Hot, or at least warm, out of the oven, the bagels are excellent. But I’d venture to say that any bagel fresh out of the oven (even a Noah’s, for crying out loud) would score higher than it would a few hours later. Truthfully, aside from the everything, Shegetz’s bagels aren’t super tasty on their own. But they do have a nice crunch, a tender interior and are very seedy. And they certainly do sing with their freshness and those toppings. Ben Kaminsky, one of Shegetz’s three operators, said their bagels are still a work in progress to some extent.

Kaminsky also said that even though Shegetz has been incorporated, the plan for the time being is to continue as a pop-up. “We will definitely talk to people that want to invest,” he said. If money does come in, a brick-and-mortar location could be in Shegetz’s future.

EVEN MORE BAGELS: Neither Shorty Goldstein’s nor the tasty bagels at Bom Dia Market were mentioned in the solid San Francisco Chronicle food section piece “Is the Bay Area developing its own style of bagel?” (

Bagels at Bom Dia Market

The article focused on San Francisco and gave a tip of the cap to many places, so it’s too bad Bom Dia, a year-old, upscale corner market in Noe Valley, didn’t get mentioned. The market ( offers a total of only 12 to 18 bagels each day, made in its kitchen in the Mission District. The varieties are salt, multicolored sesame seeds, poppy seed and za’atar.

I recently tried the latter two, and my taste buds really enjoyed the experience, especially the one topped with za’atar (a Middle Eastern herb). The crust isn’t crunchy enough, but the middle is soft and chewy and has a good consistency. They also have some good heft and plentiful seeds.

The Chronicle piece did give plaudits to some of my other favorites: 20th Century Cafe in Hayes Valley, Marla Bakery in the Outer Richmond, Sour Flour in the Mission, Authentic Bagel Company in Oakland and Shegetz. It also gave some ink to Wise Sons Deli, which still hasn’t started making its own bagels yet but hopes to do so before the end of the month. The piece also failed to mention House of Bagels on Geary Boulevard, which I really like and which often gets overlooked.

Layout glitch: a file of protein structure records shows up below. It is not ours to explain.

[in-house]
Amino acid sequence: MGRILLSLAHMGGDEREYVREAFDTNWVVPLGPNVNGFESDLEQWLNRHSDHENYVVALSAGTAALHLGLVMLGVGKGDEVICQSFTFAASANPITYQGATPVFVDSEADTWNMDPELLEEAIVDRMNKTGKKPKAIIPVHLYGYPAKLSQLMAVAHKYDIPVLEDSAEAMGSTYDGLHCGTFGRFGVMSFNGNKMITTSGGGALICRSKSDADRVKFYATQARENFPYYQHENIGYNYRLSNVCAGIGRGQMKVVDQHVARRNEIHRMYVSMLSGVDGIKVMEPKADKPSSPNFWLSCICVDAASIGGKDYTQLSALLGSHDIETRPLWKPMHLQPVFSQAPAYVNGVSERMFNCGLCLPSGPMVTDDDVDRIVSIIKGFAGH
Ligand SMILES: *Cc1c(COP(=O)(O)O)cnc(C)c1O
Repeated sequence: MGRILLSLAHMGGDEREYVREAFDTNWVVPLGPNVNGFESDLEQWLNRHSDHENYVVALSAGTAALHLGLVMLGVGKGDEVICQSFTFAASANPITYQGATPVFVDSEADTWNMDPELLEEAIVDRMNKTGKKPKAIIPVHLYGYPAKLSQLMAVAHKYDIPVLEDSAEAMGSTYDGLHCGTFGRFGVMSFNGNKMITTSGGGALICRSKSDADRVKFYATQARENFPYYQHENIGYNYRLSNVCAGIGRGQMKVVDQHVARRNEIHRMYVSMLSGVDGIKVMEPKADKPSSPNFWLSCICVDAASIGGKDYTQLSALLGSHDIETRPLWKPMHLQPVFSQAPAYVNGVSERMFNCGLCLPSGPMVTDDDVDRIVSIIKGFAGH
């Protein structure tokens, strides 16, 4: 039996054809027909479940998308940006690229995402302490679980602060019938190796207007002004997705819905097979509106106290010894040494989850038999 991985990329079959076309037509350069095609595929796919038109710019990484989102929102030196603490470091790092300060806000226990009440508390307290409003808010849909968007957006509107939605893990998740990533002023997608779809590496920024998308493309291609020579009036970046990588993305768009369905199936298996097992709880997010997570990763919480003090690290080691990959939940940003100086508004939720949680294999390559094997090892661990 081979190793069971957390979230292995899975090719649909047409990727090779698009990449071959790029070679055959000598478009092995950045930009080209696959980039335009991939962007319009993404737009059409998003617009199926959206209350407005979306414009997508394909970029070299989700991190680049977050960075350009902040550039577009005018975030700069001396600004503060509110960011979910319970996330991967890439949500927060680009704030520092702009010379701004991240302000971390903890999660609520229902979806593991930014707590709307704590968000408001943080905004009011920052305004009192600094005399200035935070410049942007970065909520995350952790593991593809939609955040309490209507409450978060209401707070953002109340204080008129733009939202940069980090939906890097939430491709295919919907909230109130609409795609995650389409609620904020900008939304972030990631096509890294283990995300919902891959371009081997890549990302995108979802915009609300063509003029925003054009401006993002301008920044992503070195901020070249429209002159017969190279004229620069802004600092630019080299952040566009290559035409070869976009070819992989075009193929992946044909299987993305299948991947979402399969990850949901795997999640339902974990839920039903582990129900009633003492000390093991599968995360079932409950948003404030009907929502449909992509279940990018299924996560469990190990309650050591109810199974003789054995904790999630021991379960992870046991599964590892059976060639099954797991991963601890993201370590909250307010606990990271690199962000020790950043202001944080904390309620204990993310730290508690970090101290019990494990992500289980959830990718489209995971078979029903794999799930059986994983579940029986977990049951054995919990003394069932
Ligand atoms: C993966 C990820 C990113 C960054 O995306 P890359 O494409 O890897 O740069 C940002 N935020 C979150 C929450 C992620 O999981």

Leftovers …

The Eat-Drink-Play food blog in the San Jose Mercury News had an item last week about the new Tiberias Grill in Sunnyvale, noting that the owner, Meir Nahum, is from Tiberias, on the shore of Israel’s Sea of Galilee. The restaurant opened earlier this month, but its website ( now notes that it is closed and will reopen on Dec. 21. Its specialties, cooked on an open charcoal grill, include pagiyot (chicken thighs), levavot (chicken hearts) and shashlik (beef skewers), each served in or with a pita or on a round flatbread called lafa … Here’s another new local spot with ties to Israel: Village Hummus in San Mateo. Open since late August, it’s owned by kibbutz-raised Mike Lewis and his wife, Dalit. Lewis says it’s a “simple concept,” with hummus bowls, schwarma and schnitzel, but it’s apparently working: There are more than 65 reviews on Yelp, and in a rare occurrence for so many reviews, the aggregate rating is a perfect five stars ( One Jewish community insider told me the hummus is “better than Oren’s” in Palo Alto … Local Mission Eatery, which received a lot of plaudits for its devotion to using only local ingredients when it opened in San Francisco in 2010, is closing its doors on Dec. 19. The restaurant is owned by Yarom Milgrom, who is the son of a rabbi and a student of Kabbalah whom J. featured in 2010 ( … Goodman’s Jewish Deli, a farmers market favorite in Sonoma County, is on hiatus for the winter, but operators Les and Tara Goodman went out with a bang: four nights in November and December when they served up their meshuga fries and other Jewish favorites at St. Florian’s Brewery in Windsor. Les hopes to return there and has other plans, as well, such as expanding the stand’s Sephardic offerings (which have been a hit), staging a few pop-ups and teaching cooking classes (one Ashkenazi-focused, the other Sephardic) next month at Congregation Shomrei Torah in Santa Rosa. For details on it all, stay tuned to

Andy Altman-Ohr

Andy Altman-Ohr was J.’s managing editor and Hardly Strictly Bagels columnist until he retired in 2016 to travel and live abroad. He and his wife have a home base in Mexico, where he continues his dalliance with Jewish journalism.